PCR primers

Dr. Duncan Clark duncan at genesys.demon.co.uk
Tue Mar 17 14:45:21 EST 1998

In article <6ek5et$nfa$1 at pulp.ucs.ualberta.ca>, Richard L
<lm11 at gpu.srv.ualberta.ca> writes
>Dear PCR experts,
>I want to clone a gene from some bacreria by using PCR. The only clue
>about primers is short-sequence concensus conserved in other bacteria. For
>example, a short sequence like this: 
>Seq1: ggc att cag ctc gct cct gcg
>       G   I   Q   L   A   P   A  
>Seq2: ggg att gtt tta gca cct gcg
>       G   I   V   L   A   P   A 
>Seq3: tgg att aac ttg ggg cca ata
>       W   I   N   L   G   P   I
>Seq4: tgg att aac ttg ggg cca ata
>       W   I   N   L   G   P   I
>          ***     ***     ***     
>How can I get a 17-mer primer from this comparison?

By using the codon usage for your bug (if you don't know it go to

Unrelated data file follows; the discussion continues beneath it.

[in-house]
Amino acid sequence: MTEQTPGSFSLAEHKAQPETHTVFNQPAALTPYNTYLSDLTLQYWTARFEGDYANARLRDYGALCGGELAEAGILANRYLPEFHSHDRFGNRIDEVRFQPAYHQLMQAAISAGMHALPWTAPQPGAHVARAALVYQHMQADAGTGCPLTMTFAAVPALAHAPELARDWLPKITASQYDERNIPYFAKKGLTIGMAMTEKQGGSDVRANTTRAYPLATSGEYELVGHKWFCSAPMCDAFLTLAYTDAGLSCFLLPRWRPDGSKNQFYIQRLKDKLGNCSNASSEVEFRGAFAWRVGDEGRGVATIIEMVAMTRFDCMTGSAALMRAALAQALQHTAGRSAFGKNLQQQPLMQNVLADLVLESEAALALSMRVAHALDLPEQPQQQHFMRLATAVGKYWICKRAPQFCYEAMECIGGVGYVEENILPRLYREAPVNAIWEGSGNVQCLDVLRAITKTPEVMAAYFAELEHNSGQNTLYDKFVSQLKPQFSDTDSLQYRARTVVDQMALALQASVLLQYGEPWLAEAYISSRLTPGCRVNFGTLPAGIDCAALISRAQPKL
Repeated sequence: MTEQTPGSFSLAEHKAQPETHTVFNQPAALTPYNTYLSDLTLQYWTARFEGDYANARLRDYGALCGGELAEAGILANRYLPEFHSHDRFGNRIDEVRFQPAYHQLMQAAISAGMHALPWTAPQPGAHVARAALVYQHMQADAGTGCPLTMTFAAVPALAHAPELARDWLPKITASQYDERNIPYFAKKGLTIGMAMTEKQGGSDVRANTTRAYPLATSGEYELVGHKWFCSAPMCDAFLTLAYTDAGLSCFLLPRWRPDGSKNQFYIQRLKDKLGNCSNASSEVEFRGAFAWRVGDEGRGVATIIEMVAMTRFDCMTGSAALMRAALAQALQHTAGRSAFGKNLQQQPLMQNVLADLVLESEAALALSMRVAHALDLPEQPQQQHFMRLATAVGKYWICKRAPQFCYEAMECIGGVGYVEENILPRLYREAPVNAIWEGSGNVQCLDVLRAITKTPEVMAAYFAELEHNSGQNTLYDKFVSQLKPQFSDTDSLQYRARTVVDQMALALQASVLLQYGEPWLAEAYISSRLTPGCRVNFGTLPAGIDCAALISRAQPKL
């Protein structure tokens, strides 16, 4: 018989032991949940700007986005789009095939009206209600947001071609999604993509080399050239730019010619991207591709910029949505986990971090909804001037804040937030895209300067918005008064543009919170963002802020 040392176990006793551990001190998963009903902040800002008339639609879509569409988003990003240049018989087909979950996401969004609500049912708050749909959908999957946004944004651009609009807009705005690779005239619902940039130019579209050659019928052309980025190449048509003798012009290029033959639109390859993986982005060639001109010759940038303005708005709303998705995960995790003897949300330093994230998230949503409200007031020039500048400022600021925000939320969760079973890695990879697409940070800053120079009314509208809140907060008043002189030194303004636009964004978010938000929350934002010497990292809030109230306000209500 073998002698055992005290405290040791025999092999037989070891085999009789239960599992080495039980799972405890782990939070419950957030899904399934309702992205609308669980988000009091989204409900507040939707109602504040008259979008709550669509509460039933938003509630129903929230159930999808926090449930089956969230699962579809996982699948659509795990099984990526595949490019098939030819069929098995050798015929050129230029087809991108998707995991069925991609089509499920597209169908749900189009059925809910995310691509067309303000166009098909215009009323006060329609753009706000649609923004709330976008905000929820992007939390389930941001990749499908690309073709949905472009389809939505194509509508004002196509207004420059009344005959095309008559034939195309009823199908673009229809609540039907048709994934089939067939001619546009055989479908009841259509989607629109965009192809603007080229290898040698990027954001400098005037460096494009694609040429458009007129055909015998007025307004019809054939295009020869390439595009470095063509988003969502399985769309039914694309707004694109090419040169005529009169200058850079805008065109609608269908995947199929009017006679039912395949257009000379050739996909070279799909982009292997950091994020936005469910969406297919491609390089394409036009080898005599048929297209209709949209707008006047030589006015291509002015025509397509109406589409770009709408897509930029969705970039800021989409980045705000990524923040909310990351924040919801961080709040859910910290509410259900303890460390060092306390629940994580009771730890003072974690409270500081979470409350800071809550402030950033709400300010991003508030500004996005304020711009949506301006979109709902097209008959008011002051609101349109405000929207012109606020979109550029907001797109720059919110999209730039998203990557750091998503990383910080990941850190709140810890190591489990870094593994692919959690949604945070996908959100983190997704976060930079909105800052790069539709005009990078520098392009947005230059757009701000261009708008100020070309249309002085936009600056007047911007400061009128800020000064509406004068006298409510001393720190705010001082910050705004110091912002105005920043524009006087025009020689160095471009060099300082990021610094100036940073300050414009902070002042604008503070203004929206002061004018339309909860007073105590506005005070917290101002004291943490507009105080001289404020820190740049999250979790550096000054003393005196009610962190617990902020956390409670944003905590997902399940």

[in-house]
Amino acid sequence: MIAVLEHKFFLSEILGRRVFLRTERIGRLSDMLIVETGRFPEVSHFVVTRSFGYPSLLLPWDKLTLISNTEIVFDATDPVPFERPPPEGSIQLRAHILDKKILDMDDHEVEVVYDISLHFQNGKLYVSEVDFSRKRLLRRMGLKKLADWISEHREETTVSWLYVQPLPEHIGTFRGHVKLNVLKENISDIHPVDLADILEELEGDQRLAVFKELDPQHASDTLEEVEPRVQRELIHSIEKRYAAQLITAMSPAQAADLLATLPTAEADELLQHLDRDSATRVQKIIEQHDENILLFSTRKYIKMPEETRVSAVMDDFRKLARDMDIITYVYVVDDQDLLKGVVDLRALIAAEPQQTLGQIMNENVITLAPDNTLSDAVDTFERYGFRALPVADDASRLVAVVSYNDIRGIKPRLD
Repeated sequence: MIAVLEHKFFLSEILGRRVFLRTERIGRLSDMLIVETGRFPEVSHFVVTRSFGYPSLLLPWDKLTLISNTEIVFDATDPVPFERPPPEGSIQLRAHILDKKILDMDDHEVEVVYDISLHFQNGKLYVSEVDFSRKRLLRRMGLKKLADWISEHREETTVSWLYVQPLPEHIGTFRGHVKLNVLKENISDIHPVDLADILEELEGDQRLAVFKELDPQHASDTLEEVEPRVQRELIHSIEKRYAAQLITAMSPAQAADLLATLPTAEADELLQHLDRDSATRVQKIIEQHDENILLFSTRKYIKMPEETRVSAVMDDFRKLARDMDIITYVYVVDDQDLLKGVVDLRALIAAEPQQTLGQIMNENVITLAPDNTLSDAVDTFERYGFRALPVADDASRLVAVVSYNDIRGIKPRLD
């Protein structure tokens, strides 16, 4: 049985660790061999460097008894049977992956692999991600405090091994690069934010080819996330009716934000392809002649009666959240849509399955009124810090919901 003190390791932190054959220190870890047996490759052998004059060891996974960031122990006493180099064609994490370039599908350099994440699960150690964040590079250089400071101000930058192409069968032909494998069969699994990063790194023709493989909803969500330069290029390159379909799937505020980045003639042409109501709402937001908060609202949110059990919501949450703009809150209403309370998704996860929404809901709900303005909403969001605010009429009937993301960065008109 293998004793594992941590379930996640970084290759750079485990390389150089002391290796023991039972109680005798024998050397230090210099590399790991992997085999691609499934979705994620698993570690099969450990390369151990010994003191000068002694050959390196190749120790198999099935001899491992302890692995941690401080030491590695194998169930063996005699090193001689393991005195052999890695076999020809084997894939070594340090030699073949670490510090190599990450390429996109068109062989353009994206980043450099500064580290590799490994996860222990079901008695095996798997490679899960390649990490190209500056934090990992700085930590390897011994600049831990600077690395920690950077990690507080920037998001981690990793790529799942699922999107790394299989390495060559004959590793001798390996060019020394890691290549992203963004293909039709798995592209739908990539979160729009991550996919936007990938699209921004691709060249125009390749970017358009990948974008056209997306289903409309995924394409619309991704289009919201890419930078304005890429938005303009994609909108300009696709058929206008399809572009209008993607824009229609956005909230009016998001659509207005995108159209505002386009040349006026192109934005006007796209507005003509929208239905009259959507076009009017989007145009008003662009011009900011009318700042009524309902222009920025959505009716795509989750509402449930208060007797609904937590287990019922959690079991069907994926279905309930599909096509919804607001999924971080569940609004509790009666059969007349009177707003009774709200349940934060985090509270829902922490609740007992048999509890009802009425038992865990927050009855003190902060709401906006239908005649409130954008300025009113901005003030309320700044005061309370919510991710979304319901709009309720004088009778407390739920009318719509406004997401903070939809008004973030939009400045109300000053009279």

Genbank, find every gene you can for your bug and make up your own
table) you can makes a best guess for certain codons ie can you get away
with TTG for L rather than CTC and TTG. I would end your primer at the
3' end with the CC in the proline as that will be common to all. Don't
make one oligo too redundant. You are better off having a couple of
oligos with reduced redundancy. You cannot guarantee that L will be TTG.
Depending on your bug it could be TTA, TTG, CTA, CTC, CTG or CTT. You
could make one oligo using CTN in that position and another oligo with
TT(A/G) etc. This is where codon usage tables really help.

Good luck.


The problem with being on the cutting edge is that you occasionally get 
sliced from time to time....

Duncan Clark
DNAmp Ltd.
TEl/FAX 01252376288

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